Like Psycho, Side Effects distracts us with a character who may or may not be our protagonist and may or may not be trustworthy. I’m attempting to keep the plot details as non-specific as possible so as not to spoil, but as with the best thrillers, and my personal favorite storytelling mantra, “things are not what they seem.” We should not take anything anyone does or says for granted. Are we following Marion Crane from Psycho who pulls off a misguided last minute robbery, or is this a much more sinister and focused Judy Barton from Vertigo?
22. Timecrimes (2007)
R | 92 min | Horror, Mystery, Sci-Fi
A man accidentally gets into a time machine and travels back in time nearly an hour. Finding himself will be the first of a series of disasters of unforeseeable consequences.
Votes: 58,759 | Gross: $0.04M
In a review, Critic Matt Fisher wrote, "It's like if Philip K. Dick wrote a screenplay for Alfred Hitchcock".
At the beginning of the story, we have this Hitchcock element: we have a woman, who is working and building a table, and all the time she is thinking about putting the table inside the house. And then there is a man looking through binoculars at the forest. This is a real Hitchcock opening: you have a great house in a great forest, you have this great life, but you are looking through binoculars far from home. Why? What is he trying to find? Once he finds this fantasy of a naked girl in the middle of nowhere, he becomes a Hitchcockian character because he’s dealing with his own fantasies. Just like Norman Bates in Psycho, he’s a victim as well as a criminal.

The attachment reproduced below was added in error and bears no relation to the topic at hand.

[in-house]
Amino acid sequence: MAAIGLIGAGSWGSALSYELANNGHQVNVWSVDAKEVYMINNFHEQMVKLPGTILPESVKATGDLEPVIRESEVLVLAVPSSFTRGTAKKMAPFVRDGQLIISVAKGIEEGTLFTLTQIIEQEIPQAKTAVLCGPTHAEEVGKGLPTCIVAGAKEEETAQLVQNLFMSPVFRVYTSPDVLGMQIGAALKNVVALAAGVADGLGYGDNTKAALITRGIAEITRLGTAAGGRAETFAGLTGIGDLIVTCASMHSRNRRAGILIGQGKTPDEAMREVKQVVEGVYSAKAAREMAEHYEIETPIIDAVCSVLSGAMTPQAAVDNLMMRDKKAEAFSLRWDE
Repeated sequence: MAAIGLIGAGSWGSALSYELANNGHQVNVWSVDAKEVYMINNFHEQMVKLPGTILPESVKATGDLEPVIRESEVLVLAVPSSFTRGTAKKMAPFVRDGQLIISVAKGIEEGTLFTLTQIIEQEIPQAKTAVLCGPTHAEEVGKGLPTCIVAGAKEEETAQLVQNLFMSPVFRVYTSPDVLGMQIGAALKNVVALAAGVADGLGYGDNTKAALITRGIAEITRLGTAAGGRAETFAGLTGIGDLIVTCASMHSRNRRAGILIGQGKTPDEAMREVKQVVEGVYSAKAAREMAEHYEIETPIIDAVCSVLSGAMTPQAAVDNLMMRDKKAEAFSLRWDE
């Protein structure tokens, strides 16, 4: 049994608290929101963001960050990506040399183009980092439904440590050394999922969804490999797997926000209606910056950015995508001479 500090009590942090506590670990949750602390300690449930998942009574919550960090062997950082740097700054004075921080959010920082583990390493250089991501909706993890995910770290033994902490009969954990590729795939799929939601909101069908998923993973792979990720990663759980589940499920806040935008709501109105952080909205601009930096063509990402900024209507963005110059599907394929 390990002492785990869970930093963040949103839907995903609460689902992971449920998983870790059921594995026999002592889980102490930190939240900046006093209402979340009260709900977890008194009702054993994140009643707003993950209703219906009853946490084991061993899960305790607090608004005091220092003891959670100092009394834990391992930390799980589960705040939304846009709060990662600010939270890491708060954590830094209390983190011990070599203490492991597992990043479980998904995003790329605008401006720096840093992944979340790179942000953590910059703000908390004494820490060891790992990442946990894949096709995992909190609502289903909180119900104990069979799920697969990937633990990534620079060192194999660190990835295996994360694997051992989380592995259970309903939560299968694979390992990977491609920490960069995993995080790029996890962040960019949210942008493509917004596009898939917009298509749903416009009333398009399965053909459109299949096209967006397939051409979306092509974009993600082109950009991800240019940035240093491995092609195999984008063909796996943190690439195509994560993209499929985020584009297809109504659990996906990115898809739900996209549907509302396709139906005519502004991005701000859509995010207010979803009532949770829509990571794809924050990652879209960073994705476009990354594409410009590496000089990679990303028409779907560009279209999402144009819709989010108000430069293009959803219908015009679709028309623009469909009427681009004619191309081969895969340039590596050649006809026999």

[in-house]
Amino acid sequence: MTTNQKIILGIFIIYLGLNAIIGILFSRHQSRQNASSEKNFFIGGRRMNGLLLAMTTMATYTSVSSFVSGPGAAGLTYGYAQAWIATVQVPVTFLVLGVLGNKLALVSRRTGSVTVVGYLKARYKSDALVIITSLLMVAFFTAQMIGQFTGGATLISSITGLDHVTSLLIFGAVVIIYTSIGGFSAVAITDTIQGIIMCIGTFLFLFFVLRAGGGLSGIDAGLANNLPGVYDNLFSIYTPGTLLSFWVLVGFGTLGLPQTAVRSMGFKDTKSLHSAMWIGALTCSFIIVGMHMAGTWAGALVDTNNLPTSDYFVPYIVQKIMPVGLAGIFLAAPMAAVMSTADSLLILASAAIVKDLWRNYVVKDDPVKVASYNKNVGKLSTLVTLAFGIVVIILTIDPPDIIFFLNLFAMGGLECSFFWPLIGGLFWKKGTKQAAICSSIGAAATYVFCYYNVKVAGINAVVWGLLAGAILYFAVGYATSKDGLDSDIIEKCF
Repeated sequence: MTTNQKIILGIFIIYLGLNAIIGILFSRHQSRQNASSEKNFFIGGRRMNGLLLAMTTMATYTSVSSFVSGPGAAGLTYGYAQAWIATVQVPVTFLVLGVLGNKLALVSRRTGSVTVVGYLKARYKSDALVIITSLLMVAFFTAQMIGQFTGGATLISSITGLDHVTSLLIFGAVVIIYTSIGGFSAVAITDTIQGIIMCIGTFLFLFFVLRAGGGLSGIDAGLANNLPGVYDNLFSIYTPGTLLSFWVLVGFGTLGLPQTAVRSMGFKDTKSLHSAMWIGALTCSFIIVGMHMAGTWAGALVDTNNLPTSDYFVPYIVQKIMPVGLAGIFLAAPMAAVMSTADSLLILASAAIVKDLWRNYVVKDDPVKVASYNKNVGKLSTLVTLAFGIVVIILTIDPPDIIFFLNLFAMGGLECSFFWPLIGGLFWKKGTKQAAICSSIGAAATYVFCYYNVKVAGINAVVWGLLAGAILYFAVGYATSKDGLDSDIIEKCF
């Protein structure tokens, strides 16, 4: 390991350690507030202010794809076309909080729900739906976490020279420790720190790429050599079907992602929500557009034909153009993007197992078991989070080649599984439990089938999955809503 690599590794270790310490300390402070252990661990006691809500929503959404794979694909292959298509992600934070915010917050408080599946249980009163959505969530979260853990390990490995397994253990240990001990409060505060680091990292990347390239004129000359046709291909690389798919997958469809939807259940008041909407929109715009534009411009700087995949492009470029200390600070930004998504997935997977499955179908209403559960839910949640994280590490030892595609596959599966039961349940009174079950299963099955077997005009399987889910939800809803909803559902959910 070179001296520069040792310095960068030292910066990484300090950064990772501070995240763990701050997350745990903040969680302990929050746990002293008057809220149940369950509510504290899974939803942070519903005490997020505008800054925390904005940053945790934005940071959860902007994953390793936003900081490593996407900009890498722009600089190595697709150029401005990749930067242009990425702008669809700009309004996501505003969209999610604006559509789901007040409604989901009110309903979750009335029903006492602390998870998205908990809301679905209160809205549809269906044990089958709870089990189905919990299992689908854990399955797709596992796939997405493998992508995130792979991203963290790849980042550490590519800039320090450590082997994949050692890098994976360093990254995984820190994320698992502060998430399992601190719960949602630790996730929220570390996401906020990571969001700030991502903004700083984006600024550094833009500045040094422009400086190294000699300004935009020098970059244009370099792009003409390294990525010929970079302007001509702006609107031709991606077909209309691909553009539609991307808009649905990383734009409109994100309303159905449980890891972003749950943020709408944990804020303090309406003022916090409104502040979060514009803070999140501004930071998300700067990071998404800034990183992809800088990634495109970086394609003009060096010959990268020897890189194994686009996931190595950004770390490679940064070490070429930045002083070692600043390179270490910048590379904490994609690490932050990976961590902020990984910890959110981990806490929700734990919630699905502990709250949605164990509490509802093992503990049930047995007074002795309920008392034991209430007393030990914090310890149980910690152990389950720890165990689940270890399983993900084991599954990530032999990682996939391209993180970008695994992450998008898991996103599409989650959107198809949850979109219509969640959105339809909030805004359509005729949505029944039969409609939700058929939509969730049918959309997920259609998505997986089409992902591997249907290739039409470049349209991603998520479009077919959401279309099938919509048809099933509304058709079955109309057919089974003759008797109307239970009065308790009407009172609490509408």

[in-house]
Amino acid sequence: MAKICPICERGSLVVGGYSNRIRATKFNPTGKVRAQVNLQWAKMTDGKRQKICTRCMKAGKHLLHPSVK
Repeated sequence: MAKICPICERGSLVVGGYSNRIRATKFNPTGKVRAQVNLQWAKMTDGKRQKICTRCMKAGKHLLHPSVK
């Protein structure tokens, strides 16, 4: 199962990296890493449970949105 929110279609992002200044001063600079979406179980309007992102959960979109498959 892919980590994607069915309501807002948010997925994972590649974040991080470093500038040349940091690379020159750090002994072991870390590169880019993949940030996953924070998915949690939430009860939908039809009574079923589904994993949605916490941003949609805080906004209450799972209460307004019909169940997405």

23. Play Misty for Me (1971)
R | 102 min | Drama, Thriller
The life of a disc jockey is turned upside down after a romantic encounter with an obsessed fan.
Votes: 25,798 | Gross: $11.80M
John Cassavetes, the famed actor/director simply told Clint Eastwood, “the only thing wrong with this movie is that it doesn’t have the name “Hitchcock” on it.”
Misty as Hitchcock: Sir Alfred preferred manipulating the audience with long bouts of drawn-out dread, versus going for the jolt of a quick shock. Clint Eastwood works both forms of torture into his film. Not long ago I submitted an entry to another blogathon, The Hitchcock Signature, in which I discuss the visual commonalities between all of Hitchcock’s films. I mention it here because Misty could have easily made that list as well. Besides its obvious suspence/thriller theme, what makes Play Misty for Me a film Hitchcock could have made are its many Hitchcockian visuals/scenes.